We were in the hospital from Friday night until Sunday night. It’s thrown off our whole week. (Sorry for the 200 emails I’m ignoring and the two orphan care blogs for Aug 1st that posted on Aug 2nd.) The ER is only three and a half minutes down the road and he was rushed in and given some glucose after they recorded his blood sugar at a 14. (The lowest it should have been was in the high 70s!) The doctor said this level was low enough to cause brain damage and wondered aloud why the hell our insurance had not covered the life-saving glucagon gun the last time he did this?!

[For our new readers, about 8 months ago at the tail end of December Rolly had a similar seizure fit and a ridiculous blood sugar score of 19. I blogged about it here. The doctors guessed since it was an isolated incident and probably wouldn’t repeat after he was getting good nutrition. We chalked it up to a lack of “reserves” from poor nutrition and orphanage life in general. Our insurance even refused to cover the glucagon gun making it almost $500 out of pocket and outside our budget. So we watched him like a hawk for three months and then shrugged it off.]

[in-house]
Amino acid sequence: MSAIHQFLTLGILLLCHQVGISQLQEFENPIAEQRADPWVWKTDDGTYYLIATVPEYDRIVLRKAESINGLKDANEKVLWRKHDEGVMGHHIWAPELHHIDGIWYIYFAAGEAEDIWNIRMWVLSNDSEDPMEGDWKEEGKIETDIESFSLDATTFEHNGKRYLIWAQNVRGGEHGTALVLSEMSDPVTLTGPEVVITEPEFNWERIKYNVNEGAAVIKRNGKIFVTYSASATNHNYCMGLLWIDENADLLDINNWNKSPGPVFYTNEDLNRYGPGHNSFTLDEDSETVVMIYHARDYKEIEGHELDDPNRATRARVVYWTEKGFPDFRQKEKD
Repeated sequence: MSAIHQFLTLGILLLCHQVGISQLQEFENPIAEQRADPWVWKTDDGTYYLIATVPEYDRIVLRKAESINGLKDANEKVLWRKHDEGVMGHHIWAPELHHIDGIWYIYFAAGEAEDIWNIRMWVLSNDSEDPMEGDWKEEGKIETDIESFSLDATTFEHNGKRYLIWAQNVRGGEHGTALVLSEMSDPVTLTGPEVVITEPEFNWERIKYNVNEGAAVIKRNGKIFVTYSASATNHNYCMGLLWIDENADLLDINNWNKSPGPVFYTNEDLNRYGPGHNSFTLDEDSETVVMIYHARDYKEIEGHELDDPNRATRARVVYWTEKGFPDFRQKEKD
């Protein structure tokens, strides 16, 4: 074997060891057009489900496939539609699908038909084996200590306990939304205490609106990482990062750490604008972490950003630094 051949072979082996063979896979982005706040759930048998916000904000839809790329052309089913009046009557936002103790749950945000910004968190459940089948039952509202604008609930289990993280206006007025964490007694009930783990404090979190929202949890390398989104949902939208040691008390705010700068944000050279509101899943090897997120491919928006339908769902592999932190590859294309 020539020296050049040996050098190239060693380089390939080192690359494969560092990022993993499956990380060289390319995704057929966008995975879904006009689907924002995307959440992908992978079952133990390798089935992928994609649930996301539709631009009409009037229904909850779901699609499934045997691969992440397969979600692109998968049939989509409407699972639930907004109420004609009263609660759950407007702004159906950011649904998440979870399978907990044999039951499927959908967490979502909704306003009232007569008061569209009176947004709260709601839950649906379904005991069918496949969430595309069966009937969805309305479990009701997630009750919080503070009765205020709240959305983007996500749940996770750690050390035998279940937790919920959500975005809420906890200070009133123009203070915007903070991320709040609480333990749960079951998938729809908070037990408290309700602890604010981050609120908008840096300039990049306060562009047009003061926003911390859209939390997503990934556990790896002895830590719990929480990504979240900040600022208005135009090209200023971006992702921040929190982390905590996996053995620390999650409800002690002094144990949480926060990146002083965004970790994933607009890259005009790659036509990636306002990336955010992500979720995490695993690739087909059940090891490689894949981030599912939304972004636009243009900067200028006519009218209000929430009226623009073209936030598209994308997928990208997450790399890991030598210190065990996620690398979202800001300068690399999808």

Now that he’s had his second episode, despite excellent nutrition for almost a year, it’s clear our son has an unknown metabolic disorder and a temporary (until we can figure out more) diagnosis of “seizures due to low blood sugar.” It’s like he’s hypoglycemic, but just sometimes. And both times his crashing has had a clear progression of lack of appetite, fasting, lethargy, vomiting and then, after lots of vomiting, seizures. And even though this process takes a couple hours, that’s still really fast! Thankfully after this second life-threatening episode our insurance finally covered (in full) the glucogon gun. Two of them actually. And a new monitor.